A couple of Thursdays later, I was in-and-out of the Tarzana facility in no time flat. Dr. Tarzana informed my wife Caroline that in addition to curing the sinusitis, polyps and deviated septum, he also performed a biopsy. We’d have a follow-up with him in a week or so to confirm that all was well.

About 72 hours later, though, we got a call from his office: Could we come in today? Today.

That was when I first said to myself, “Oh, shit.” We were prepared for the worst, and that’s what we got. “I don’t have good news for you,” offered Dr. Tarzana, his voice devoid of emotion. “This is cancer.”

Two days later, we met with Dr. Keith Blackwell at UCLA Health. He smiled kindly, and explained that I had a rare and aggressive form of cancer called Sino-Nasal Squamous Cell Carcinoma. In English, I translated that to “Nose Cancer.” I inquired as to how one might contract such a disease. His answer: “The only things known to actually cause Squamous Cell Carcinoma are… well, have you ever worked in a nickel mine?” No. “Or done a lot of carpentry?” No. The third possible cause, he said, was Bad Luck.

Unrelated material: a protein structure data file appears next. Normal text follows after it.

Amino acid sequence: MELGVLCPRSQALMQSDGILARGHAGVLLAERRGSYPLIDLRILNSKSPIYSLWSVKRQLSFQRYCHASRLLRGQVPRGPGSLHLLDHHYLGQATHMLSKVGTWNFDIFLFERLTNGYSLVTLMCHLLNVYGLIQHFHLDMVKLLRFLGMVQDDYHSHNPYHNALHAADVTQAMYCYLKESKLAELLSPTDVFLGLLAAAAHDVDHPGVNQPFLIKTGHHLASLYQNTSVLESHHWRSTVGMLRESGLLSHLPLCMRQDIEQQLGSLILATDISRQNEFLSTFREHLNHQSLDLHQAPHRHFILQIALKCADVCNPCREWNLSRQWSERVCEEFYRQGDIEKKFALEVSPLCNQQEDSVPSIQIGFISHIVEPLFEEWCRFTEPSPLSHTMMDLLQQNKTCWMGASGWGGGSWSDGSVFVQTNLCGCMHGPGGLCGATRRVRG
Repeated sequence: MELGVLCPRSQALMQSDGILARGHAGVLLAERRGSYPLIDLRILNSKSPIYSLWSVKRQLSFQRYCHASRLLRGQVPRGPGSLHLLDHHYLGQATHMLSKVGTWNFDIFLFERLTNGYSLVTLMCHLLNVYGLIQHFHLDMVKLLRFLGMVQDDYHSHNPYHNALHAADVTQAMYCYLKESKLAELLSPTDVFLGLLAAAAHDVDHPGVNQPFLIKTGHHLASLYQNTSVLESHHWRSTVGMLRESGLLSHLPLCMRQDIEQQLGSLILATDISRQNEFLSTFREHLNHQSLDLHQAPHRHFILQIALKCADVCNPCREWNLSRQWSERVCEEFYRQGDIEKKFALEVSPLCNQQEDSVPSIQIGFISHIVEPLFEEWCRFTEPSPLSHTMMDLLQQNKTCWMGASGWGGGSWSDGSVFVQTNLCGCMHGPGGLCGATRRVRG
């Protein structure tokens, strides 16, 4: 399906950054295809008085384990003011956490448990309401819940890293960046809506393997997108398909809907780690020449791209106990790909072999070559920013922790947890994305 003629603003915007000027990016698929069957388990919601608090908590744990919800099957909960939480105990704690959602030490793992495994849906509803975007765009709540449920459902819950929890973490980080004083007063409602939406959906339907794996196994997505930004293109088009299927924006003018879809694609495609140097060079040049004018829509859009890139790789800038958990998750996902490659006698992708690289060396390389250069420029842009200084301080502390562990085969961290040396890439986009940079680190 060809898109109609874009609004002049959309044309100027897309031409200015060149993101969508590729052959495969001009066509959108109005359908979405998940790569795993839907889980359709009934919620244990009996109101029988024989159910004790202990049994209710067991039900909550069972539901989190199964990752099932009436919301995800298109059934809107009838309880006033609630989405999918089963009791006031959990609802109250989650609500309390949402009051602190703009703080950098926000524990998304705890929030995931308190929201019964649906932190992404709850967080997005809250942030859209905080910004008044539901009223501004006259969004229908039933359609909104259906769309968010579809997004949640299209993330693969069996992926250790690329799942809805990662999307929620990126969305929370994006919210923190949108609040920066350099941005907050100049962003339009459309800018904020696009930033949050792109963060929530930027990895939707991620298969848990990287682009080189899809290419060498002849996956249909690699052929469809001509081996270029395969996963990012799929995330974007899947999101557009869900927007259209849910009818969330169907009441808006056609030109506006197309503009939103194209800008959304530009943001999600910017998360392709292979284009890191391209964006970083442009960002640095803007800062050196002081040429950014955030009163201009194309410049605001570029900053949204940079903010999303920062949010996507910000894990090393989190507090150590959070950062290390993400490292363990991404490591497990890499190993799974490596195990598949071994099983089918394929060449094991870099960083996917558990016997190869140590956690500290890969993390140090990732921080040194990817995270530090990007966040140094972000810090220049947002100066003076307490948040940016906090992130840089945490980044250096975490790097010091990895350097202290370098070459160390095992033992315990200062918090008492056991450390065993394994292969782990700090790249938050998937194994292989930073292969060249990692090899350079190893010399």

We were now joined by a team of a half-dozen or so other doctors and residents. Every last one of them was smiling. “Why,” I asked myself, given the seriousness of the diagnosis, “are they all smiling?” I soon realized it was because they’d unanimously agreed upon a completely plausible way to save my life — they were going to cut off my nose!

Blackwell told us this with such nonchalance, for a moment, I was able to believe that I was still on this planet. They were going to cut off my nose, then go inside my sinus cavity and remove the tumor. Surgery would be followed by several weeks of recovery, then 35 radiation treatments (five times a week, for seven weeks) interspersed with six chemotherapy treatments. In approximately a year, I’d have a lovely new prosthetic nose made of silicone, thanks to the maxillofacial prosthodontists at the UCLA School of Dentistry.

On March 2, 2017, Blackwell and his team performed a schnozophomy. That’s Yiddish for rhinectomy, which is English for cutting your nose off. I was in surgery for 12 hours, from 7:30 a.m. to 7:30 p.m. They removed my nose, my tumor, my upper gums, all of my upper teeth and two-thirds of my upper palate. Soon thereafter, in preparation for radiation treatments, the majority of my bottom teeth were also removed. I was left with a total of four teeth, all on the bottom.